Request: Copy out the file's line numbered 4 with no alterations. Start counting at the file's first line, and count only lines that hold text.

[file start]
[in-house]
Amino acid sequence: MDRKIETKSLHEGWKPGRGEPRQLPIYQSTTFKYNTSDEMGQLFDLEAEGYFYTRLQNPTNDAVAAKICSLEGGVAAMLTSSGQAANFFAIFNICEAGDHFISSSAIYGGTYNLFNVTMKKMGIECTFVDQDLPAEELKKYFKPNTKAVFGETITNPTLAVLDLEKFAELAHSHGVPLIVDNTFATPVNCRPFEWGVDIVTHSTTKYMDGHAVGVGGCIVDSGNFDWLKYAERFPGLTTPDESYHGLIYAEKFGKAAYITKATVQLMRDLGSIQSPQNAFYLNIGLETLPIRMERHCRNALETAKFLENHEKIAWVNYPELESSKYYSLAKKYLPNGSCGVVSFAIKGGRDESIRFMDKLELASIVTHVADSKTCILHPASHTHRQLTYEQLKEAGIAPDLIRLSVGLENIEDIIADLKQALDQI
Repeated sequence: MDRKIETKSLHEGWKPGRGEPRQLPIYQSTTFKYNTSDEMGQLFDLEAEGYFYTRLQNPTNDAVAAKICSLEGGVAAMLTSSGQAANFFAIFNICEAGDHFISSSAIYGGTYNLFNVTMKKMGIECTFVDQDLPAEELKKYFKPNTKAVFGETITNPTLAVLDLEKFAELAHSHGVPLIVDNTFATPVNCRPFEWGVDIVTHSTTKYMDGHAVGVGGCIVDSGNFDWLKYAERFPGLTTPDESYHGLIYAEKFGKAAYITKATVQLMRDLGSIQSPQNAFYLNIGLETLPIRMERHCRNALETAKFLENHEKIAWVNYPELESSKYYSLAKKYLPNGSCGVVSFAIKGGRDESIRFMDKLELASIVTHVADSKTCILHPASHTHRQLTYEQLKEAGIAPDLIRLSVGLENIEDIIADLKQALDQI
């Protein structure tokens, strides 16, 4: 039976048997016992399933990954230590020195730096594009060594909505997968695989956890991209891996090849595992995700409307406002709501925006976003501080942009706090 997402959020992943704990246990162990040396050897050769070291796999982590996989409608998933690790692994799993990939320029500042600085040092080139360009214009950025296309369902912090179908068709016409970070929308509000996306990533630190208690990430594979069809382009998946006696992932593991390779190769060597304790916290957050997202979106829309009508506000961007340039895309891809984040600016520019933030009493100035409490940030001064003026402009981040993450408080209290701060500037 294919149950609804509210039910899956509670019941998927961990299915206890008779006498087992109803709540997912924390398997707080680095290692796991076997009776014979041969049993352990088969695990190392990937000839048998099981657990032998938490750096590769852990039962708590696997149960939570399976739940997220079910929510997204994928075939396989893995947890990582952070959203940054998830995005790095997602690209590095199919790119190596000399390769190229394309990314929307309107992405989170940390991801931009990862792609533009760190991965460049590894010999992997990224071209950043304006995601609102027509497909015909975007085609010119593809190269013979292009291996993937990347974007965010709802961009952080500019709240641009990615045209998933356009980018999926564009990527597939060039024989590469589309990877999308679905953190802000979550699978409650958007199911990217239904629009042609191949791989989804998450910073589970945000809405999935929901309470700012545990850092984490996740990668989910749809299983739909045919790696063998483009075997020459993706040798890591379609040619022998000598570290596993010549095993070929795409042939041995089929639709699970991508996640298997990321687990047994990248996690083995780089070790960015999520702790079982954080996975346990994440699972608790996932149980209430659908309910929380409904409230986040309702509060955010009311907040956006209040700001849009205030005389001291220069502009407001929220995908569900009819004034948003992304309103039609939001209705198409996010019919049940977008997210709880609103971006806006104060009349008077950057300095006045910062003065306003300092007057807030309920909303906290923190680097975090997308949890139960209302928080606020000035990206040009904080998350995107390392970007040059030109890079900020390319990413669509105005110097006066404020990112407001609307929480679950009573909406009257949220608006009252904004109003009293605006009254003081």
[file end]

């Protein structure tokens, strides 16, 4: 039976048997016992399933990954230590020195730096594009060594909505997968695989956890991209891996090849595992995700409307406002709501925006976003501080942009706090 997402959020992943704990246990162990040396050897050769070291796999982590996989409608998933690790692994799993990939320029500042600085040092080139360009214009950025296309369902912090179908068709016409970070929308509000996306990533630190208690990430594979069809382009998946006696992932593991390779190769060597304790916290957050997202979106829309009508506000961007340039895309891809984040600016520019933030009493100035409490940030001064003026402009981040993450408080209290701060500037 294919149950609804509210039910899956509670019941998927961990299915206890008779006498087992109803709540997912924390398997707080680095290692796991076997009776014979041969049993352990088969695990190392990937000839048998099981657990032998938490750096590769852990039962708590696997149960939570399976739940997220079910929510997204994928075939396989893995947890990582952070959203940054998830995005790095997602690209590095199919790119190596000399390769190229394309990314929307309107992405989170940390991801931009990862792609533009760190991965460049590894010999992997990224071209950043304006995601609102027509497909015909975007085609010119593809190269013979292009291996993937990347974007965010709802961009952080500019709240641009990615045209998933356009980018999926564009990527597939060039024989590469589309990877999308679905953190802000979550699978409650958007199911990217239904629009042609191949791989989804998450910073589970945000809405999935929901309470700012545990850092984490996740990668989910749809299983739909045919790696063998483009075997020459993706040798890591379609040619022998000598570290596993010549095993070929795409042939041995089929639709699970991508996640298997990321687990047994990248996690083995780089070790960015999520702790079982954080996975346990994440699972608790996932149980209430659908309910929380409904409230986040309702509060955010009311907040956006209040700001849009205030005389001291220069502009407001929220995908569900009819004034948003992304309103039609939001209705198409996010019919049940977008997210709880609103971006806006104060009349008077950057300095006045910062003065306003300092007057807030309920909303906290923190680097975090997308949890139960209302928080606020000035990206040009904080998350995107390392970007040059030109890079900020390319990413669509105005110097006066404020990112407001609307929480679950009573909406009257949220608006009252904004109003009293605006009254003081």